Why Do We Need Recombinant Proteins

Researchers broadly proclaim proteins as the quintessential contraption of biological systems. Their role in cell biology, specifically nutrient uptake, apoptosis, and cell growth and proliferation, has been an object of much interest. Recombinant proteins play a significant role in promoting living cells. These essential yet complex biomolecules are made of chains of acids. The proteins provide a host of benefits to body tissues and cells. The critical functions include promoting cell growth and development and augmenting physical attributes in humans. The protein is consummately produced by leading pharmaceutical manufacturers for tissue engineering and as enzymes and antibodies for treating diseases, among other functions. Since 2006, Shenandoah Biotechnology has been at the forefront of developing and supplying well-researched and cost-efficient recombinant proteins. See what are recombinant proteins here and their implications in human health and wellness.

The Making Of Recombinant Proteins And Why We Need Them

The Recombinant protein is classified as a manipulative protein variety with a trifecta effect. It can modify gene sequences, increase protein production, and produce essential commercial products for biochemistry and other purposes. The production of Recombinant proteins begins at the genetic level. During this stage, the protein-coding sequence is isolated and cloned to create a vector expressing plasmid. Studies show most Recombinant proteins used in life sciences and for therapeutic purposes are derived from humans. However, these proteins are carefully expressed in microbes such as animal cells in culture, Yeast, and bacteria. There are solid, scientifically backed reasons why Recombinant proteins are expressed in different life forms other than humans.

These include cost-effectiveness and enhanced production speed, and scale. It is essential to recognize that proteins co-expressed in bacteria do not feature glycosylation or phosphorylation induced post-translational modifications. Human genes are also known to be naturally complex, and this poses some challenges to science. The presence of introns, a non-coding DNA sequence, is a case in point. For seamless expression, intron-free generates may be needed, and these are produced by converting RNA to cDNA. The latter is free of regulatory bodies, terminator sequences, and ribosome-binding sites. With advances in cell biology, scientists have managed to create efficient tools to proliferate protein production. The development has seen mammalian cells being tapped to produce high volumes of therapeutic proteins with a similar operational mechanism as the naturally produced protein forms.

The Uses Of Recombinant Proteins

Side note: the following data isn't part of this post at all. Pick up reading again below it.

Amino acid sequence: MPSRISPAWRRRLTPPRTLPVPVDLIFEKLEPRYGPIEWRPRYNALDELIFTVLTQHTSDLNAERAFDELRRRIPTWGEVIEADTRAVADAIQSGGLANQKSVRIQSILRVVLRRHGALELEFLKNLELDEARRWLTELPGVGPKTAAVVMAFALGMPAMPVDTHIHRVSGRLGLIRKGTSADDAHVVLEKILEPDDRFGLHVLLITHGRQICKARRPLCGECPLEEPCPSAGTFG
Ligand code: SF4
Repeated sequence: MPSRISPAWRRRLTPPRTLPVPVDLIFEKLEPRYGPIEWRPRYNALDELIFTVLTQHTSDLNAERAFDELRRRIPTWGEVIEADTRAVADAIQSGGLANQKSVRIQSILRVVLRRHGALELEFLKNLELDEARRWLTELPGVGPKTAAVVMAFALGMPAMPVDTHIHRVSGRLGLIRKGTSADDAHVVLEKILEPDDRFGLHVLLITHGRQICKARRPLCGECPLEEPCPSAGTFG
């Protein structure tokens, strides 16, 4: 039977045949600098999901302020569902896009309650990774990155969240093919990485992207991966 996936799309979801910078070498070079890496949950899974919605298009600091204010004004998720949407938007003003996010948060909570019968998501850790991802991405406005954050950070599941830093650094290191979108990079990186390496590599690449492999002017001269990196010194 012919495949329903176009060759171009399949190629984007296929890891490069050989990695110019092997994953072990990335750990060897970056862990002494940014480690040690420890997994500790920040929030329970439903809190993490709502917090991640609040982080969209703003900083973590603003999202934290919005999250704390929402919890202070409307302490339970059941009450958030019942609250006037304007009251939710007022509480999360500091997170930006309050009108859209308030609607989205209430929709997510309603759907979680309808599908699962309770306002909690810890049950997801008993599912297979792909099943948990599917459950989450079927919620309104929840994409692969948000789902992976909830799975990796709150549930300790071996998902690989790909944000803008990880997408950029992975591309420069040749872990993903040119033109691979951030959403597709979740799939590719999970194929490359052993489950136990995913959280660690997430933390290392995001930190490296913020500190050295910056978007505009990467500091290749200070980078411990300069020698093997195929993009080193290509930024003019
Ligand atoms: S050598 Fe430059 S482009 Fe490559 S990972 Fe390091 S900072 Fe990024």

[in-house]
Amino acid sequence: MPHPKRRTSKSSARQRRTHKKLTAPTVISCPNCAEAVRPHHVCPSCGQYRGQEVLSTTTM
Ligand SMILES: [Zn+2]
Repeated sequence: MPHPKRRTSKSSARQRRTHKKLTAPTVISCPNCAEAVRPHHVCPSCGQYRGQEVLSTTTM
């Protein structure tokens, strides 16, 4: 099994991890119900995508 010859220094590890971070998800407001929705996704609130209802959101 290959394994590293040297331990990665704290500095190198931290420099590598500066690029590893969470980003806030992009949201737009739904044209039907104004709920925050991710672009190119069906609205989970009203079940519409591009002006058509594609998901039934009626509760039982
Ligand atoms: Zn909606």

A lot of biomedical research has gone into finding the uses of Recombinant proteins in promoting health and fighting disease-causing microbes. Recombinant protein offers a perfect backdrop for understanding interactions between protein and protein and exploitation of the cellular processes. Techniques like RP microarrays are now widely used by researchers to study protein-protein interactions as well protein interactions with elements like lipids, enzymes, and nucleic acids. Other exploratory techniques used by leading laboratories include Immunohistochemistry and ELISA. Recombinant proteins are widely utilized to instigate cellular responses to diseases and stress. A case in point is the administration of Recombinant proteins on animal models to find suitable candidates for new therapeutic tests. Scientists are also testing the usefulness of Recombinant protein in biotherapeutics.

The biotherapeutics field of science is concerned with the production of drug therapy products extracted from various life forms. The study is critical because many diseases affecting humans are either fully or partially linked to protein dysfunction. That has not come as a surprise since many of the developed therapeutic proteins are deployed to deliver life-saving therapies for diseases such as hemophilia, cancer, and infectious diseases. Genetic engineering plays a pivotal role in promoting the mass production of human proteins. Recombinant protein was first hived for medicinal purposes in 1982 when Recombinant human insulin was produced.  The medication showed little or no serious side effects and strengthened the resolve of players in the biotechnology industry to explore its potential. Due to the early successes, the FDA has approved many Preclinical Research trials involving Recombinant protein.

A Brief On Recombinant Protein Indications

Some of the Recombinant proteins widely used in clinical trials include interleukins, blood clotting factors, interferon, and recombinant hormones. Clinical trials involving the protein are targeting debilitating diseases and conditions such as Crohn’s disease, anemia, congestive heart failure, and thrombocytopenia. Besides creating drugs, advanced biotechnology has also made it possible to explore the health benefits of Recombinant protein in improving central carbon mechanism and mapping and sequencing genes. Shenandoah Biotechnology has deployed massive resources in the production of Recombinant protein with the view of bringing the benefits closer to the people who need them most.